So last time I talked about the importance of knowing your audience when you write. Who are the people who are going to be reading this? What are their interests? Age? Sex? Education? Does any of that matter? And–most important–how do you find out?
Well, luckily for writers, you don’t have to hire a research firm to figure out audience statistics. Magazine and book publishers know that stuff already. So all you have to do is read their publications, which are already geared to their audience. Easy peasy.
Whenever I’ve started working with a new publisher, I’ve gotten the back issues and read every one. I own every issue but one of Somerset Studio, for example. (Whatever happened to that one issue is a complete mystery to me.) After you read enough issues, you get a good feel for the intended audience. Even better is if you are already a member of that audience–but it’s not necessary. Full-time freelance writers will write for everything from hunting magazines to publications for new moms to smaller special-interest stuff. The key: read enough issues to understand the audience. Same with book publishers. They know the people who buy their books; it’s not up to you to figure it out.
Now, you may think you have A Better Idea, that your idea for a book or a magazine article is the one that will take the publishers in a whole new–and, as you see it, a much better–direction. You may think all you have to do is convince them your idea is better, and then they’ll see the light. This reminds me of when I was teaching freshman English, and in every class, there would always be one or two people who would tell me, in their introductory essay, that they hoped we’d be able to learn a lot from each other during the semester. Now, I have had many students in a wide variety of classes and workshops, and I have learned a ton of stuff from them. But do you imagine I was impressed with the 18-year-old who started out his freshman comp class sure that he was going to teach me something he thought I needed to know? Eh.
The editors and publishers know what they’re doing. Whether or not you and your friends agree with them is something you might want to keep to yourself at the beginning of what you hope will be a long and mutually-beneficial relationship. Your job is not to point out what they’re doing wrong and what they need to do to make things better; your job is to understand what they’re doing and suggest things you can do that will work into that. So, for instance, if you contact Collage Monthly and suggest that they really feature way too many collages and need to offer some how-to articles on your favorite medium, woodworking, guess what’s probably going to happen. Much better if you find a way-cool new collage artist who’s starting to add wood pieces into her collages and suggest an article idea that your new editor thinks is brilliant.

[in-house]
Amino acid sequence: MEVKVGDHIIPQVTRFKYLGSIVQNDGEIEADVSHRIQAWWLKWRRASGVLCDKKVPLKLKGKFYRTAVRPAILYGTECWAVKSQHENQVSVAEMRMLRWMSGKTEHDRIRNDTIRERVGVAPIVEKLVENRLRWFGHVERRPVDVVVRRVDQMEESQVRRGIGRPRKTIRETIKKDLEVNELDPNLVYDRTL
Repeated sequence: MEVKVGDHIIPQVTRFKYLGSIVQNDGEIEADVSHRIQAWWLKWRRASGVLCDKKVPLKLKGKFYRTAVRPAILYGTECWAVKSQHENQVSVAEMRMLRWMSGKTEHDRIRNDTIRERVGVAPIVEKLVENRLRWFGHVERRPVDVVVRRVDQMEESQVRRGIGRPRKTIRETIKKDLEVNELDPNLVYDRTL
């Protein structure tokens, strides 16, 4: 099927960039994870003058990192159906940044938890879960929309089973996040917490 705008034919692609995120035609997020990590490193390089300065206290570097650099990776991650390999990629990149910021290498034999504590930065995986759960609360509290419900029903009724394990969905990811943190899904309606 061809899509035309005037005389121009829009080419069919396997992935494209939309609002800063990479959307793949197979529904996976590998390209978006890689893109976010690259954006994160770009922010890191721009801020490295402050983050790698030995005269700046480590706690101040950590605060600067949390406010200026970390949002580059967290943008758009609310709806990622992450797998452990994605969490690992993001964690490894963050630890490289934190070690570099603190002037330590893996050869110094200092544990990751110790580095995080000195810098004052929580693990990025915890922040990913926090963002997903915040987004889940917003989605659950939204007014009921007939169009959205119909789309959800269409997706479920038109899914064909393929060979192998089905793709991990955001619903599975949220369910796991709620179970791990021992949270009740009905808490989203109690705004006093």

And don’t ever make the mistake of thinking that you’re smarter/hipper/more knowledgeable/just-generally-more-fabulous than your audience. Sure, you’re writing a piece that gives them information that is brand new to them. That doesn’t mean you’re smarter; that means you’ve done your research. I once knew someone who did, indeed, think they (I should use either “he” or “she” here, of course, but am deliberately being vague) were smarter than “their” audience and couldn’t resist showing off and, perhaps, trying to enrich the audience’s vocabulary by introducing words like, oh, “deleterious” and “obfuscate” into the pieces “they” wrote. Now, those words are perfectly good words, but if you’re writing about how to make a necklace out of yarn and uncooked ziti? Your readers aren’t going to go, “Ooh, look! A new word for me to use in yoga class!” No. They’re going to think you’re very, very strange. Perhaps just the tiniest bit pompous, maybe. Don’t talk down to them, but also don’t explain things they already know. Those readers of Collage Monthly don’t need to have “collage” defined for them. They probably already know a lot about quite a bit of stuff, and using up part of your word count to explain what gesso is probably isn’t the best use of your allotted space.
The last thing to keep in mind: unless you’re very famous and the article or book you’re writing is about you and your fabulous self, remember: it’s not about you and your fabulous self. Your goal is not to get your personality to shine through in every sentence; your goal is to get your subject–whether it’s a person or a technique or an idea–to shine through. Your goal is not to write so cleverly that the reader finishes your piece and says, “My goodness, that Jane Doe sure is a good writer!” Nope. Your goal, especially if you’re writing about another person, is to have them have to look for your byline to see who wrote it. You want the focus to be on the subject, whatever it is, and to accomplish that so well that you are invisible. I take it as a big compliment when I read a letter to the editor about a piece I wrote and the writer exclaims how fabulous the artist is and doesn’t mention me. That’s my job: to make the subject shine and to keep myself out of light. That’s what good writing does for any subject, even if it’s bass fishing or kayaking: it makes it shine.
So those are some things to keep in mind when you’re thinking about writing for an audience. And, really, no matter what writing you’re doing, whether it’s for pay or on your blog or in the company newsletter, it’s about writing for an audience. Unless you’re writing in a journal that you intend 1) never, ever to show anyone ever and 2) to burn before you die, so no one will see it after, then you’re writing for someone else. Make it easy for them to get the full benefit of what you have to say, whether they’re your co-workers reading the company newsletter or your editor reading your very first article.
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